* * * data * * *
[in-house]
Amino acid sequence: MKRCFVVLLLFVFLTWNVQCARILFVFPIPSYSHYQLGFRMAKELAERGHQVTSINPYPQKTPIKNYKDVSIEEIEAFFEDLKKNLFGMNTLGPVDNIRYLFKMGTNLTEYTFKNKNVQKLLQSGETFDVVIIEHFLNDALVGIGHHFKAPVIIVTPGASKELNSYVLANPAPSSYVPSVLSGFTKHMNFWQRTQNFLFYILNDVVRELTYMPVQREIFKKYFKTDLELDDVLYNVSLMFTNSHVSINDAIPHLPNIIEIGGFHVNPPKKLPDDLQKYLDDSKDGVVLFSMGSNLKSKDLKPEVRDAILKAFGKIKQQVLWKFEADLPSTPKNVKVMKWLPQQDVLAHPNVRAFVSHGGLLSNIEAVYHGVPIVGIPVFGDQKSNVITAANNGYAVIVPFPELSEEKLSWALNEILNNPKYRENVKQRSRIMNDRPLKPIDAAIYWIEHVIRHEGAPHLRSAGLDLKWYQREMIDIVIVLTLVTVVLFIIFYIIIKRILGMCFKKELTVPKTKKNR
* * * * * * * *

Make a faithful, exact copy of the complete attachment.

[in-house]
Amino acid sequence: MKRCFVVLLLFVFLTWNVQCARILFVFPIPSYSHYQLGFRMAKELAERGHQVTSINPYPQKTPIKNYKDVSIEEIEAFFEDLKKNLFGMNTLGPVDNIRYLFKMGTNLTEYTFKNKNVQKLLQSGETFDVVIIEHFLNDALVGIGHHFKAPVIIVTPGASKELNSYVLANPAPSSYVPSVLSGFTKHMNFWQRTQNFLFYILNDVVRELTYMPVQREIFKKYFKTDLELDDVLYNVSLMFTNSHVSINDAIPHLPNIIEIGGFHVNPPKKLPDDLQKYLDDSKDGVVLFSMGSNLKSKDLKPEVRDAILKAFGKIKQQVLWKFEADLPSTPKNVKVMKWLPQQDVLAHPNVRAFVSHGGLLSNIEAVYHGVPIVGIPVFGDQKSNVITAANNGYAVIVPFPELSEEKLSWALNEILNNPKYRENVKQRSRIMNDRPLKPIDAAIYWIEHVIRHEGAPHLRSAGLDLKWYQREMIDIVIVLTLVTVVLFIIFYIIIKRILGMCFKKELTVPKTKKNR